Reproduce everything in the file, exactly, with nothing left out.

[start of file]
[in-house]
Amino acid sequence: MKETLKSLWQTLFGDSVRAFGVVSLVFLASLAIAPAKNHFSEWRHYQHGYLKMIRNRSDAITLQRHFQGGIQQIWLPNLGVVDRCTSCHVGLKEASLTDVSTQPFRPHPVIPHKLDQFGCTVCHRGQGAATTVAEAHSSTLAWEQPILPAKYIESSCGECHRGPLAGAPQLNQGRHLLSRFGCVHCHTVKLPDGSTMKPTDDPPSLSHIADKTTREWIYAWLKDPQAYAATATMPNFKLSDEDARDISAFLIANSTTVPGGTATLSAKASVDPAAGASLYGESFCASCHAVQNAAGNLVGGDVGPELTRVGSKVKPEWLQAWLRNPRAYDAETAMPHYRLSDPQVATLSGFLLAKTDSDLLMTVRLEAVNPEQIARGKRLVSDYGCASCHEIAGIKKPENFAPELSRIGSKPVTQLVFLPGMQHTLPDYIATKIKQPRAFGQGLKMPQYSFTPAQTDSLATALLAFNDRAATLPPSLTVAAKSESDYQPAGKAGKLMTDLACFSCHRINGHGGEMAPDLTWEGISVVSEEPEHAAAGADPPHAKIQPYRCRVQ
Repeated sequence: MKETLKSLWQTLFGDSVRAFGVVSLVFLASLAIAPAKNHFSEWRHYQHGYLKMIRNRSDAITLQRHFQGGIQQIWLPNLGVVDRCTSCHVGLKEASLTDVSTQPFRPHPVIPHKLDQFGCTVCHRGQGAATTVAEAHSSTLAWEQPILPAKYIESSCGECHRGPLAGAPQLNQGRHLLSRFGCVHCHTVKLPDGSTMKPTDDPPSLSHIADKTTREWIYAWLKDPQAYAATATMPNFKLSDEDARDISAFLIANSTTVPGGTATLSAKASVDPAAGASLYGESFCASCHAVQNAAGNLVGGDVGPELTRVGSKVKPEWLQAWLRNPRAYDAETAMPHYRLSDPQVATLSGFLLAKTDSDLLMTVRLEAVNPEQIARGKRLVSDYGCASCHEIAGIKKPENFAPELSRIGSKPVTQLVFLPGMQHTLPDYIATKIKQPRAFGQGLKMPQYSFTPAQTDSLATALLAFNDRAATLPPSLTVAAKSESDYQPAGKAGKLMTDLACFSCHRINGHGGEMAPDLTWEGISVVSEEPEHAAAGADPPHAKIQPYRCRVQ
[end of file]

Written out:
[in-house]
Amino acid sequence: MKETLKSLWQTLFGDSVRAFGVVSLVFLASLAIAPAKNHFSEWRHYQHGYLKMIRNRSDAITLQRHFQGGIQQIWLPNLGVVDRCTSCHVGLKEASLTDVSTQPFRPHPVIPHKLDQFGCTVCHRGQGAATTVAEAHSSTLAWEQPILPAKYIESSCGECHRGPLAGAPQLNQGRHLLSRFGCVHCHTVKLPDGSTMKPTDDPPSLSHIADKTTREWIYAWLKDPQAYAATATMPNFKLSDEDARDISAFLIANSTTVPGGTATLSAKASVDPAAGASLYGESFCASCHAVQNAAGNLVGGDVGPELTRVGSKVKPEWLQAWLRNPRAYDAETAMPHYRLSDPQVATLSGFLLAKTDSDLLMTVRLEAVNPEQIARGKRLVSDYGCASCHEIAGIKKPENFAPELSRIGSKPVTQLVFLPGMQHTLPDYIATKIKQPRAFGQGLKMPQYSFTPAQTDSLATALLAFNDRAATLPPSLTVAAKSESDYQPAGKAGKLMTDLACFSCHRINGHGGEMAPDLTWEGISVVSEEPEHAAAGADPPHAKIQPYRCRVQ
Repeated sequence: MKETLKSLWQTLFGDSVRAFGVVSLVFLASLAIAPAKNHFSEWRHYQHGYLKMIRNRSDAITLQRHFQGGIQQIWLPNLGVVDRCTSCHVGLKEASLTDVSTQPFRPHPVIPHKLDQFGCTVCHRGQGAATTVAEAHSSTLAWEQPILPAKYIESSCGECHRGPLAGAPQLNQGRHLLSRFGCVHCHTVKLPDGSTMKPTDDPPSLSHIADKTTREWIYAWLKDPQAYAATATMPNFKLSDEDARDISAFLIANSTTVPGGTATLSAKASVDPAAGASLYGESFCASCHAVQNAAGNLVGGDVGPELTRVGSKVKPEWLQAWLRNPRAYDAETAMPHYRLSDPQVATLSGFLLAKTDSDLLMTVRLEAVNPEQIARGKRLVSDYGCASCHEIAGIKKPENFAPELSRIGSKPVTQLVFLPGMQHTLPDYIATKIKQPRAFGQGLKMPQYSFTPAQTDSLATALLAFNDRAATLPPSLTVAAKSESDYQPAGKAGKLMTDLACFSCHRINGHGGEMAPDLTWEGISVVSEEPEHAAAGADPPHAKIQPYRCRVQ